The client retrieves the first page synchronously and then prefetches the next page, before
processing the results of the previous page, with and without the optimized local read path.

The client requests all pages initially and then waits synchronously for the first page. For
the following pages, each operation processes a page that was previously delivered, blocking
only if a page is unavailable. 

There are two equivalent measurements for streaming because the local read path optimization
is always available; it would have added considerable extra work to implement streaming without
optimized read path, and it would have only provided comparison data which is already available.

The improvement due to local read optimization is calculated by comparing the asynchronous
(prefetch) result, with and without optimization. The increase is between 50% and 70%.

The improvement due to streaming is calculated by comparing the average of the streaming measurements
with the optimized prefetch results. It varies from negligible change to an additional increase
of 175%, depending on page and row sizes. The reason for this variability is that each cassandra
stress operation iterates over the rows in the page. The smaller the data to iterate over,
the quicker the operation. It is therefore difficult to quantify the overall benefit of streaming
as it depends on the speed at which the client can process results. However, because clients
can always process results asynchronously, streaming should lead in most cases to a material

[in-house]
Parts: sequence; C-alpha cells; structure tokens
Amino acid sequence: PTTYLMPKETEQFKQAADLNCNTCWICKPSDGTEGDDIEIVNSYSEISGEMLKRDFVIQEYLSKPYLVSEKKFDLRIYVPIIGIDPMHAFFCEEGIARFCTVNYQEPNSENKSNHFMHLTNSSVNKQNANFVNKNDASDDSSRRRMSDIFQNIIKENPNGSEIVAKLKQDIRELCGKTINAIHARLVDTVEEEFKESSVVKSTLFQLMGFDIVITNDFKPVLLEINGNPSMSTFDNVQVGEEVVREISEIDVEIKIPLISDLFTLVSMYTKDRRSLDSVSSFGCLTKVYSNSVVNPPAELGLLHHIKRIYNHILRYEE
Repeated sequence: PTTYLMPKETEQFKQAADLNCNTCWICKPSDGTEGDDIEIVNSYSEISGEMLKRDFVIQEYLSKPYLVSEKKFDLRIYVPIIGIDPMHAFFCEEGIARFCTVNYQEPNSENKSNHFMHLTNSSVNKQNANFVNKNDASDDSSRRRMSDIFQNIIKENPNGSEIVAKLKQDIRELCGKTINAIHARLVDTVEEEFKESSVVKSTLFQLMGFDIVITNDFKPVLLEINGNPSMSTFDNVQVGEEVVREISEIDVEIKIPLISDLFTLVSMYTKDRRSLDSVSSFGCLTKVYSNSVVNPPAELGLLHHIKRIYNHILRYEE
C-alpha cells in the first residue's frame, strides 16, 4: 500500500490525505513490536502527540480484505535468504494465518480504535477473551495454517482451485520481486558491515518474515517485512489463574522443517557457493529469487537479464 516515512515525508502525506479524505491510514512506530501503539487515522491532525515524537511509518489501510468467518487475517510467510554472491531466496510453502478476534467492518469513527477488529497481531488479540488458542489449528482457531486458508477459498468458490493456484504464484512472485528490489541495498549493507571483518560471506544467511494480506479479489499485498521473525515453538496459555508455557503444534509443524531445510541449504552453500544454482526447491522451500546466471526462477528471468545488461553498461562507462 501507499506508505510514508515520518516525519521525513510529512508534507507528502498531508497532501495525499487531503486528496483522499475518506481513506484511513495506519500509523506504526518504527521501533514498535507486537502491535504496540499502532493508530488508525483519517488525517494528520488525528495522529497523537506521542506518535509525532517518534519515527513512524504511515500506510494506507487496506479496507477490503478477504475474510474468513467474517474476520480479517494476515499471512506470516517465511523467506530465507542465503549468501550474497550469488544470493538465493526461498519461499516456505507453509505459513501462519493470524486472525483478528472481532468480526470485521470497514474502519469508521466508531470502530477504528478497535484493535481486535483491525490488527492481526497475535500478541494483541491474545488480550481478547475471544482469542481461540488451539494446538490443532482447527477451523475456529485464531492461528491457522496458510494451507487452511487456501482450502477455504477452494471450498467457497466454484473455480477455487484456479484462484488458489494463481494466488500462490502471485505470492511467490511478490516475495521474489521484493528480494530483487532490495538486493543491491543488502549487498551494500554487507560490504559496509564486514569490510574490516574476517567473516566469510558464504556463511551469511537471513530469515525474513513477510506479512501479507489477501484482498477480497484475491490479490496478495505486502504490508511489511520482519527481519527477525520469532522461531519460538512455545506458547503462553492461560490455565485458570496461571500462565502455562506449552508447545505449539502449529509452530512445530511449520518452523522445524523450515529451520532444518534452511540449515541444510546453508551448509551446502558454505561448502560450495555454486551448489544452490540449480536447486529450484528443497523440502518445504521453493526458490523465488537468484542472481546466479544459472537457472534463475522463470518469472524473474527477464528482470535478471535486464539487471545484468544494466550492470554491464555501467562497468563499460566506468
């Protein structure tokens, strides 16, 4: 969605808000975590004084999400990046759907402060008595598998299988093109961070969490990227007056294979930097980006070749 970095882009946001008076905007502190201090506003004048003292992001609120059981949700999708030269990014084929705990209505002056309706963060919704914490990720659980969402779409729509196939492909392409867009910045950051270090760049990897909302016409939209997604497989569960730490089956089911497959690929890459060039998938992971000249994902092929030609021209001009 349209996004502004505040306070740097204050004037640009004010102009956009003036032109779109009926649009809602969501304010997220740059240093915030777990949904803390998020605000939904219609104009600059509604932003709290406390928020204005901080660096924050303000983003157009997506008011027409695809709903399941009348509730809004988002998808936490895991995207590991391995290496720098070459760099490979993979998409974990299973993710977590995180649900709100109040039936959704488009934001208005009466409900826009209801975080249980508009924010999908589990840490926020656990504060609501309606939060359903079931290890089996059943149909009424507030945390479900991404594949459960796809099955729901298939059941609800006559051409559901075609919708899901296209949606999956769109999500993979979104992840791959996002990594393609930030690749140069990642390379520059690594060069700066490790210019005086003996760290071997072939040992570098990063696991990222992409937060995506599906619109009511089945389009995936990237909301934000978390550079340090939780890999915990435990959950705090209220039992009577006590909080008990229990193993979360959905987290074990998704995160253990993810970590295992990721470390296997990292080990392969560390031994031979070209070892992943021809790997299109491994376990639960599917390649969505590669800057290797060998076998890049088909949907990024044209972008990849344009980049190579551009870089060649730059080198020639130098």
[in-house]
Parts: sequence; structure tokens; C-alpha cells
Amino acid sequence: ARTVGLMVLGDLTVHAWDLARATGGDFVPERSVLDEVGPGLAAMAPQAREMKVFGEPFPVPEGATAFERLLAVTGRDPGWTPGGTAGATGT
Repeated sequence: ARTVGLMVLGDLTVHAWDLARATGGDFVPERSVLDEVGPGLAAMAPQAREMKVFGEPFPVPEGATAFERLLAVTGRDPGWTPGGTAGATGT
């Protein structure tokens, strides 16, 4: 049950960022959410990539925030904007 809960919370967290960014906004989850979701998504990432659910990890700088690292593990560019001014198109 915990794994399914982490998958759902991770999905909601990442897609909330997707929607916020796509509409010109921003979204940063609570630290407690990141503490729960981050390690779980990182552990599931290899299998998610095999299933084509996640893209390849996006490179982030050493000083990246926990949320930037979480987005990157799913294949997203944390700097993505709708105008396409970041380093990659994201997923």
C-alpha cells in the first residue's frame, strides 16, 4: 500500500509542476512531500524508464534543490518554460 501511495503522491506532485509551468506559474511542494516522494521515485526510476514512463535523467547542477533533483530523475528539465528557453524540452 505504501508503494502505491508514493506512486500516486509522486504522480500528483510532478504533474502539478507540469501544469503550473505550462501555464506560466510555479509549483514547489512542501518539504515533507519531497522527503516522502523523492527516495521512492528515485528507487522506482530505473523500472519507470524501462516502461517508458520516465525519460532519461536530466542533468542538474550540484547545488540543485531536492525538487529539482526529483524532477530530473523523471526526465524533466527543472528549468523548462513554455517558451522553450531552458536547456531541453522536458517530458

improvement in overall processing times.

The total improvement is calculated by comparing the average of the streaming measurements
with the unoptimized prefetch result (which is the best rate achievable at present, without
considering any optimizations performed by this patch) and it follows from the two factors
just discussed.

*Test environment*
The tests were performed on [|] using the "Taylor"
cluster and the links are available in the tables above. The operation names displayed in
the graphs could not be changed, so please use the following conversions when viewing results:
{{1_user=insert, 2_user=streaming, 3_user=prefetch, 4_user=synchronous retrieval}}

*Steps forward*
In view of these results, I believe an optimized local read path is worth pursuing whilst
streaming should also provide benefits to asynchronous clients. Comments are welcome.

> Bulk Reading from Cassandra
> ---------------------------
>                 Key: CASSANDRA-9259
>                 URL:
>             Project: Cassandra
>          Issue Type: New Feature
>          Components: Compaction, CQL, Local Write-Read Paths, Streaming and Messaging,
>            Reporter:  Brian Hess
>            Assignee: Stefania
>            Priority: Critical
>             Fix For: 3.x
>         Attachments: bulk-read-benchmark.1.html, bulk-read-jfr-profiles.1.tar.gz, bulk-read-jfr-profiles.2.tar.gz